If those cute sandals at the mall are tagged $100, that's what you'll pay—no exceptions. With vendors like florists, caterers, and photographers, however, there's often room for negotiation. Do it early in your discussions and well before signing any contract.
Do your homework first Have a set budget and know average prices in your area.
Set priorities Instead of dickering over low-cost items (boutonnieres), concentrate on reducing the price of big-ticket items (centerpieces). Know what you want: Are you hoping for a monetary discount or some freebies? Is quality or pricing your priority?
Stay calm A savvy consumer uses facts, common sense, and good manners—not screams or tears—as bargaining tools.
Disagree nicely Whatever happens, be courteous. Being rude and belligerent will get you nowhere.
Put everything in writing Make sure any verbal agreements are added to the final contract, or your vendor might come down with negotiation amnesia.
Sometimes, as in the case of Saturday-night weddings, the prices are pretty firm. Other times, the discounts are easier to come by, such as when:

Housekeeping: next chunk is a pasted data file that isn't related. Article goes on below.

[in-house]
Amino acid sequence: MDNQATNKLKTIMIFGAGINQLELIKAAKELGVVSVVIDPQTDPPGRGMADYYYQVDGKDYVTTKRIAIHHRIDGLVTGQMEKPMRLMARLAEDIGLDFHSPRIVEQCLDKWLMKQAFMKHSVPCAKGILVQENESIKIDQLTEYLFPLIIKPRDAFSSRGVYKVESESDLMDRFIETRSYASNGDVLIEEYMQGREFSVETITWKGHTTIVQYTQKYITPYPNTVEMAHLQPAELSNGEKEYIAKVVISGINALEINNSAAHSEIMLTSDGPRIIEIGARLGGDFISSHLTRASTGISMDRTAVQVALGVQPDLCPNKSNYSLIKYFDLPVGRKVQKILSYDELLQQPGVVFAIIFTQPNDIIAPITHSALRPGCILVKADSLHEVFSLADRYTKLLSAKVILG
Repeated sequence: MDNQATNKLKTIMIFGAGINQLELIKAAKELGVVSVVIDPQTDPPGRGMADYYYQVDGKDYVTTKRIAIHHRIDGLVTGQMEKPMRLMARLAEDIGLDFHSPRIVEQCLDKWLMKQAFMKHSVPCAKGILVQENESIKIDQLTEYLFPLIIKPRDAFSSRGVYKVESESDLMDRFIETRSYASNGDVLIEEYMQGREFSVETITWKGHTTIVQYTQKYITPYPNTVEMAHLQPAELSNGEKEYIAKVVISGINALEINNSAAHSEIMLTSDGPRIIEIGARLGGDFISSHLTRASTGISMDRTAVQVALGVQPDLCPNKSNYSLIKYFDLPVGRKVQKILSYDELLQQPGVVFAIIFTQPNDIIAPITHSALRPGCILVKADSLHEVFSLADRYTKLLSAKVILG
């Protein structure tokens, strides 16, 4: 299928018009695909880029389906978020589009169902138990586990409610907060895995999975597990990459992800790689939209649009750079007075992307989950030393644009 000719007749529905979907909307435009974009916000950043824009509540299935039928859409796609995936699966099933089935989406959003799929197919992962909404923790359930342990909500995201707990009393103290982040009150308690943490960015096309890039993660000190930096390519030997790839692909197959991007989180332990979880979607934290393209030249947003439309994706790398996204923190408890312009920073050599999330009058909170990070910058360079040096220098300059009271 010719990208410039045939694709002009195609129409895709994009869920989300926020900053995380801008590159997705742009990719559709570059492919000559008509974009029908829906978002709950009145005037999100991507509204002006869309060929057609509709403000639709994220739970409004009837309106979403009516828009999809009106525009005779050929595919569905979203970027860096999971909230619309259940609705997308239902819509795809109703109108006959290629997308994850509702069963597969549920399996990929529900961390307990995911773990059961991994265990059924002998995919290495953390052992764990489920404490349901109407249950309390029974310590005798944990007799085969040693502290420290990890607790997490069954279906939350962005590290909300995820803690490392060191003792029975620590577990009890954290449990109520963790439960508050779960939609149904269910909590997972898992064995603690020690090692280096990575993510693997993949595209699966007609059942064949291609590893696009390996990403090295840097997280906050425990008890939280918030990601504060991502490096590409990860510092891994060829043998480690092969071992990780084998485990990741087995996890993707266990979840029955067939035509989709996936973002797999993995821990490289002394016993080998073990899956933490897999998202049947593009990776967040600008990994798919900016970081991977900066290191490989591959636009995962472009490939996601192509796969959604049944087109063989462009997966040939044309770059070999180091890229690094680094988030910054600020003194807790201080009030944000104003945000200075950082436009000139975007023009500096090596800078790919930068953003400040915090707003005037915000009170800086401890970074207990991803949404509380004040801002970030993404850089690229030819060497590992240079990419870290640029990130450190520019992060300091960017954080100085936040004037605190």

A vendor is starting out and needs to build buzz.
You're buying something in bulk, such as multiple cases of wine.
You're getting married in the off-season, on an off day, or at an off time.
The vendor can handle more than one wedding in a day (like florists or photo studios with big crews.)
Your wedding is a month away and a vendor is still available. If you don't book him, chances are, no one else will.
Some tips on talking the talk, according to San Francisco florist Nancy Liu Chin and Phoenix photographer Keith Pitts.
Don't Say: "My budget is $2,000. What can you do for me?"
Say: "I love your style, and I think your photos are incredible. I'd like to see if we can work something out on my budget."
The Bottom Line: Don't bring up an exact dollar amount right away. Vendors are more likely to bend over backward for someone who truly values their work.
Don't Say: "I've got to have peonies at my wedding, but these prices are crazy!"
Say: "I love the look of peonies. Are there any alternatives that cost less?"
The Bottom Line: Be flexible, and the vendor will come up with creative ways to give you the look you want.
Don't Say: "This isn't going well. Maybe I should call my dad, the attorney."
Say: "This isn't what I had in mind, but I appreciate your ideas and your taking the time to discuss them with me."
The Bottom Line: If the vendor really wants your business, he may reconsider.